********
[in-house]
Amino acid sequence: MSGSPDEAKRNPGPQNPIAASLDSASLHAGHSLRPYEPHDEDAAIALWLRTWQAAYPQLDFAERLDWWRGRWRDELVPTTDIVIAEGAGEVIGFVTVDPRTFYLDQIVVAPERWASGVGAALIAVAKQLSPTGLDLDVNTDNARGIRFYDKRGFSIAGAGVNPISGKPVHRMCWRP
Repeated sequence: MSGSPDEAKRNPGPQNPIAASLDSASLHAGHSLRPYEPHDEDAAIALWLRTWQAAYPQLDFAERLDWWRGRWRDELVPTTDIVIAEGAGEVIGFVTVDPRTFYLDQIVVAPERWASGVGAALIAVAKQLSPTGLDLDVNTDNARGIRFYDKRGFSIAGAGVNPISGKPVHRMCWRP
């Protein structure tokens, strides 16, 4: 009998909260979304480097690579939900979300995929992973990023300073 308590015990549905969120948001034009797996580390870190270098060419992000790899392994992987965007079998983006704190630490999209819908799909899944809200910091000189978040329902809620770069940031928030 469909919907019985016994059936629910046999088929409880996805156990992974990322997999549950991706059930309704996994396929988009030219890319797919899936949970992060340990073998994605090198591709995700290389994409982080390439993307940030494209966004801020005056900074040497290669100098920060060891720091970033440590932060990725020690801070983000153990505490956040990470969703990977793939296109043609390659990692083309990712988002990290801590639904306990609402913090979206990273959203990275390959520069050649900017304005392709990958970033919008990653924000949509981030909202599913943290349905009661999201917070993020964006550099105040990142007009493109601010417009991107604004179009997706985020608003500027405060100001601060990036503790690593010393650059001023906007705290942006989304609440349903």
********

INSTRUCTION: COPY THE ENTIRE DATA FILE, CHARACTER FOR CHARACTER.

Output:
[in-house]
Amino acid sequence: MSGSPDEAKRNPGPQNPIAASLDSASLHAGHSLRPYEPHDEDAAIALWLRTWQAAYPQLDFAERLDWWRGRWRDELVPTTDIVIAEGAGEVIGFVTVDPRTFYLDQIVVAPERWASGVGAALIAVAKQLSPTGLDLDVNTDNARGIRFYDKRGFSIAGAGVNPISGKPVHRMCWRP
Repeated sequence: MSGSPDEAKRNPGPQNPIAASLDSASLHAGHSLRPYEPHDEDAAIALWLRTWQAAYPQLDFAERLDWWRGRWRDELVPTTDIVIAEGAGEVIGFVTVDPRTFYLDQIVVAPERWASGVGAALIAVAKQLSPTGLDLDVNTDNARGIRFYDKRGFSIAGAGVNPISGKPVHRMCWRP
């Protein structure tokens, strides 16, 4: 009998909260979304480097690579939900979300995929992973990023300073 308590015990549905969120948001034009797996580390870190270098060419992000790899392994992987965007079998983006704190630490999209819908799909899944809200910091000189978040329902809620770069940031928030 469909919907019985016994059936629910046999088929409880996805156990992974990322997999549950991706059930309704996994396929988009030219890319797919899936949970992060340990073998994605090198591709995700290389994409982080390439993307940030494209966004801020005056900074040497290669100098920060060891720091970033440590932060990725020690801070983000153990505490956040990470969703990977793939296109043609390659990692083309990712988002990290801590639904306990609402913090979206990273959203990275390959520069050649900017304005392709990958970033919008990653924000949509981030909202599913943290349905009661999201917070993020964006550099105040990142007009493109601010417009991107604004179009997706985020608003500027405060100001601060990036503790690593010393650059001023906007705290942006989304609440349903």